The James Wilson Foundation on Natural Rights and the American Founding

“The Take Care Act” — James Wilson Fellow Alumnus Joel Nolette ’18

In a piece for the Federalist Society titled “The Take Care Act”, Joel Nolette praises a new Senate bill aimed at curbing the growth of the administrative state.  According to Nolette, the Supreme Court embraced wholesale the technocracy of the New Deal Left by stripping the President of removal power in its landmark Humphrey’s Executor v. United States (1935) decision.  Rejecting Chief Justice Taft’s more restrained reasoning in Myers v. United States (1926), the Hughes Court issued license for Congress to unload its obligations onto an unelected class of experts without ceding power to the White House—effectively creating an informal fourth branch of government.  Nolette observes the troubling downstream effects of the Court’s Humphrey’s Executor decision: insulated from popular accountability, the administrative state has gradually metastasized into a red tape behemoth that operates beyond the control of elected officials.  In a measure designed to restore accountability to the Executive Branch, Senator Mike Lee (R-UT) recently introduced The Take Care Act.  If signed into law, Nolette explains, the bill would return principal officer removal powers to the President, reasserting the basic axiom that governing authority in the United States resides in the people through their democratically-elected representatives.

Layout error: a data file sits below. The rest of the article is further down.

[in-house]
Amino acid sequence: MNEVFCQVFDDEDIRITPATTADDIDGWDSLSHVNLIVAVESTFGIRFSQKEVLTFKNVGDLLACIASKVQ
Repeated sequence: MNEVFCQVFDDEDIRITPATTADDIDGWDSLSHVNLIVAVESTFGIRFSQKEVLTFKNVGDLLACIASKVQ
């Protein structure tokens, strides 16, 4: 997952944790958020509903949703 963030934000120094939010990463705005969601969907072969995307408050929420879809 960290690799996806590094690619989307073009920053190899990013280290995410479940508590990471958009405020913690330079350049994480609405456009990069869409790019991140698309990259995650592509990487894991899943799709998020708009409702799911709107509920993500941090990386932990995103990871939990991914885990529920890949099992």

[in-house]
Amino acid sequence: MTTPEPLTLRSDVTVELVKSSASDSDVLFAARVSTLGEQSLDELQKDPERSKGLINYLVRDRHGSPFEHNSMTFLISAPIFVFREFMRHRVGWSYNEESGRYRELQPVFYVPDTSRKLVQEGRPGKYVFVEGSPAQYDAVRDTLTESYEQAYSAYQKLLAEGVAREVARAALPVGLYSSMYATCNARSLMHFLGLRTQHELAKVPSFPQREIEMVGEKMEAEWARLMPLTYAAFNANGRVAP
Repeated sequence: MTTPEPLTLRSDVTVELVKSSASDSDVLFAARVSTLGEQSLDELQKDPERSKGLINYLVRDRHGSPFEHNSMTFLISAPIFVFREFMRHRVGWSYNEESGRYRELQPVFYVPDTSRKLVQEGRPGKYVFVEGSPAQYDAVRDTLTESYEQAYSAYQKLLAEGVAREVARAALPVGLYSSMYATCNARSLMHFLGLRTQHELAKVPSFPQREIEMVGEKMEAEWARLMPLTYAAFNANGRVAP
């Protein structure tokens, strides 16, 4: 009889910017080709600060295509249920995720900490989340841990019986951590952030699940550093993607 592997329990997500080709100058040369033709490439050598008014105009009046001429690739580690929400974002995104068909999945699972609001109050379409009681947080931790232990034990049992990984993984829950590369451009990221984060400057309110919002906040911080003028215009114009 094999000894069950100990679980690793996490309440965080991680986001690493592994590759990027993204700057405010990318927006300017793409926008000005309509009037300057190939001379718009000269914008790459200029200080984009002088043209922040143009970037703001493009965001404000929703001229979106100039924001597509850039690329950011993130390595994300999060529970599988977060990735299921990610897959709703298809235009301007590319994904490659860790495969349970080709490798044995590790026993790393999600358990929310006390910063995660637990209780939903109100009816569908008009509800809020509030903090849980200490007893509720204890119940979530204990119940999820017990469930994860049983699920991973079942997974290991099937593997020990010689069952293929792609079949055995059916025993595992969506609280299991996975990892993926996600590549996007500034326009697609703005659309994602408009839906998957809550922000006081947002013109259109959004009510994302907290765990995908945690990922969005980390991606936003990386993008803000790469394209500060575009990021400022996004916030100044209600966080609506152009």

Some excerpts from the piece.

“Rejecting Myers’s thorough analysis and reasoning as ‘dicta and ‘expressions . . . beyond the point involved,’ the Humphrey’s ExecutorCourt swallowed whole the Progressive and New Deal Era belief that having ‘a body of experts’ making and implementing policy ‘free from ‘political domination or control’’ was of paramount importance, overriding even the need for meaningful political accountability.”

“Coupled with the accretion and concentration of federal power in the Executive Branch over time, the administrative state today consists of a dizzying array of bureaucracies making and enforcing policies while largely insulated from meaningful oversight.”

“The ‘Take Care Act’ takes seriously Hamilton’s recognition in Federalist 70 that ‘the unity of the executive’ is ‘one of the best of the distinguishing features of our constitution.’ This restructuring, to be sure, would not be a panacea for the constitutionally-infirm status quo in Washington. Much else needs to be done to restore constitutional order, but the reform Senator Lee has proposed in the ‘Take Care Act’ is a critical step to that end.”

Read the whole essay here.

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Law and liberty cannot rationally become the objects of our love, unless they first become the objects of our knowledge.
— James Wilson, Lectures on Law, 1790